Maximizing the Lull

Invest the extra time in your practice, and let the lull end on it's own schedule.

Invest the extra time in your practice, and let the lull end on it’s own schedule.

August’s frantic busyness resulted in an unsurprising shortage of billable work earlier than we had hoped, well before we head into the Holidays. This is not our first lull, nor will it be our last. As consultants whose revenues depend on other people’s projects, I believe that gaps of various severity and duration are unavoidable. The issue is not whether or not you’ll have slow periods, but what you do with your time when you catch one.

Most of you have experienced slowdowns of various severities, and we’ve all been able to continue our practices smarter for the experience. Our time is valuable to our clients, and it’s value is not diminished when we work on our own behalves. From that perspective a lull is an opportunity to invest, to improve, to emerge on the other side better prepared to solve cool problems and deliver excellent service.

Irv Olsen was a Dames & Moore partner and Portland’s leading geotechnical engineer in the 1960’s and 70’s.  His marketing advice (related to John Martin, another remarkable GT) is a touchstone of Atlas’ practice: “If things get slow in the office, go see a movie.  When you get back, someone will have called.”

Of course that’s not a panacea for all workload problems, but rather a charming  acknowledgement that no specific action is required for a lull to pass. There’s no magical rain dance, and frantic short-term actions generally do more harm than good. Assuming that your group is implementing an effective marketing strategy you should stay the course; the lull will end much as it began impelled by forces outside your control. Irv and his 40 years of experience encourage all of us to take a moment for ourselves while the wheel turns, sharpen our saws so that we can start the next engagement with alacrity.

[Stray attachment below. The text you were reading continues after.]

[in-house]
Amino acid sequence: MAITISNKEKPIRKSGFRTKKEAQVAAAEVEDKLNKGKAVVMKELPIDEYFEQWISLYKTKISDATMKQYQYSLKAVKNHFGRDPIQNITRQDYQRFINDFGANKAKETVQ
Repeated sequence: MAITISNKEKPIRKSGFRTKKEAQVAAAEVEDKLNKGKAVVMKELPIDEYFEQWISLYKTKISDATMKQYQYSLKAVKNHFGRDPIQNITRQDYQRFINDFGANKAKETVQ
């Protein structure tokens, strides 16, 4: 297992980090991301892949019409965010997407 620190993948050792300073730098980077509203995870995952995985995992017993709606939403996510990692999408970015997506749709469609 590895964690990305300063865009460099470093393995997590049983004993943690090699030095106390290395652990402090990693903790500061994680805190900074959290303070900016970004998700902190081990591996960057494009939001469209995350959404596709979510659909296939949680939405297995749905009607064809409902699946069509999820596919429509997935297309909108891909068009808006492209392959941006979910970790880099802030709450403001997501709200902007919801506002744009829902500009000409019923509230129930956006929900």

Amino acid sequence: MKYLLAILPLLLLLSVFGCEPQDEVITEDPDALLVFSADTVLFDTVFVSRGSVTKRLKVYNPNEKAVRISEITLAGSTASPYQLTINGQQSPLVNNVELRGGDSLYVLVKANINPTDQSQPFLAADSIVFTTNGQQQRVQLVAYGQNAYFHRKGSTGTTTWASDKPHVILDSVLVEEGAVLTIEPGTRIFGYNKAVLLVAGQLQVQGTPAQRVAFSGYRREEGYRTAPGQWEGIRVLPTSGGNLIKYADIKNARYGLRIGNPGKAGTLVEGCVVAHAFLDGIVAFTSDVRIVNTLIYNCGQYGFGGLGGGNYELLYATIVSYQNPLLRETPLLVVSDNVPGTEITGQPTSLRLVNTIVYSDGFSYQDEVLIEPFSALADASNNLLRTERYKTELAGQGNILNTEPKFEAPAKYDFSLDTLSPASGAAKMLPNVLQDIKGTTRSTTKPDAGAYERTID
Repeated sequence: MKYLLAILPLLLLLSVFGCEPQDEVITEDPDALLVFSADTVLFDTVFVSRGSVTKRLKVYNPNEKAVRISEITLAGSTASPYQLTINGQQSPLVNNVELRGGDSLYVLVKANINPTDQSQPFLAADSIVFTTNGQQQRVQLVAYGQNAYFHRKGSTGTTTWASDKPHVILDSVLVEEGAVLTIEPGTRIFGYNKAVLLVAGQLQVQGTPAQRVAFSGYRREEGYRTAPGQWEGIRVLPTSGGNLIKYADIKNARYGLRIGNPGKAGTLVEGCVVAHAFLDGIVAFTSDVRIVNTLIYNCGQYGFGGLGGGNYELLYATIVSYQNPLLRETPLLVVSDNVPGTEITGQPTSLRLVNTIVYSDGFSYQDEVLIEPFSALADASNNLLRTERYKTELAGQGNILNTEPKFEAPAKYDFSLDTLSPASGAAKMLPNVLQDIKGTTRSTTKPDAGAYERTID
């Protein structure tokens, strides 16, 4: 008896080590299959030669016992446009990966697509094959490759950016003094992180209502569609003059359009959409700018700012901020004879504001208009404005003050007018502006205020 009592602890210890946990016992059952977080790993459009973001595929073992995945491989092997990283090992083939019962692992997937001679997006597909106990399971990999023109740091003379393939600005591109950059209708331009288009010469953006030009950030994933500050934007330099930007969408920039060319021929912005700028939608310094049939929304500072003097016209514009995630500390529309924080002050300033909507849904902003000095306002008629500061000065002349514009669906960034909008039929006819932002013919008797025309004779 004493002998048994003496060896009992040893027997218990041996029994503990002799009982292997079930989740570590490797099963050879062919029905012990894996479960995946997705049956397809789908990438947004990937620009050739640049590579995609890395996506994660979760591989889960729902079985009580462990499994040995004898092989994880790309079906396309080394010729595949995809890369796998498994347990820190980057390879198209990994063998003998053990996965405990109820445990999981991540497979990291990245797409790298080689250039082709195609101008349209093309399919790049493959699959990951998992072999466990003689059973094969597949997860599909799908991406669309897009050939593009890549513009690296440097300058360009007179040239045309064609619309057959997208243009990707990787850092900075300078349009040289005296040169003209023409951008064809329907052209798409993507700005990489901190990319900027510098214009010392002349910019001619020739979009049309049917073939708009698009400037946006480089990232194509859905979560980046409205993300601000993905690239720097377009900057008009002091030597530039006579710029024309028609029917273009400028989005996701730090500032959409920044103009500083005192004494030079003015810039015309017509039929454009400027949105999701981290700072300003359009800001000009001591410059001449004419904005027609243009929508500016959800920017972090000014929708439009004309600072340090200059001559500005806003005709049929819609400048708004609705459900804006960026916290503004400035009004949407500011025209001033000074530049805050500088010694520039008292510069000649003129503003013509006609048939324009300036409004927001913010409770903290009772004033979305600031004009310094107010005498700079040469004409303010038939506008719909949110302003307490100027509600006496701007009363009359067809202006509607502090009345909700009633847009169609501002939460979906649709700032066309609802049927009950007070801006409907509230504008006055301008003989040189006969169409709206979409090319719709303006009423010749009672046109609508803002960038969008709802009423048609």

Here at Atlas World Headquarters we’ve been trying to seize this lull and maximize the value through long-term investment in our practice. These are the items that will benefit Atlas the most when the tide turns, when we’re busy again like we were this past summer, and when we can’t tolerate the distraction of being unprepared:

  1. Dispute resolution marketing materials are finally progressing. Explaining Atlas’ business model and expertise is never simple, and well-considered written materials are proving to be very helpful. We expect significant growth once we earn a foothold.
  2. Mathematica.  Finally, Mathematica.  The automated algebra software has such potential, and yet still befuddles me like a new language.  A little extra time working through tutorials and developing templates is going to save a ton of time on shoring and ground improvement designs when the heat is back on.
  3. Relationships. Those of you who read these musings know the importance of relationships to Atlas, and likely to your practice as well.  The other day I finally caught up with an old friend and collaborator, a call that was long past due.  I’m making one of those calls every day.
  4. Project Descriptions:  All the fantastically interesting experiences that we earned over the summer are now a part of our offering to existing and new clients. We need to convey that expertise through brochures and resumes, and we never seem to make the time required for thoughtful writing when we’re grappling with a complete workload.

Most of us can count on the predictable restorative period during the Holidays, beginning in about 2.5 weeks. I hope that  you’re able to maximize the value of that lull as effectively as we are here at Atlas. It’s going to be an interesting, and hopefully prosperous, new year, and we fully intend to greet it well prepared.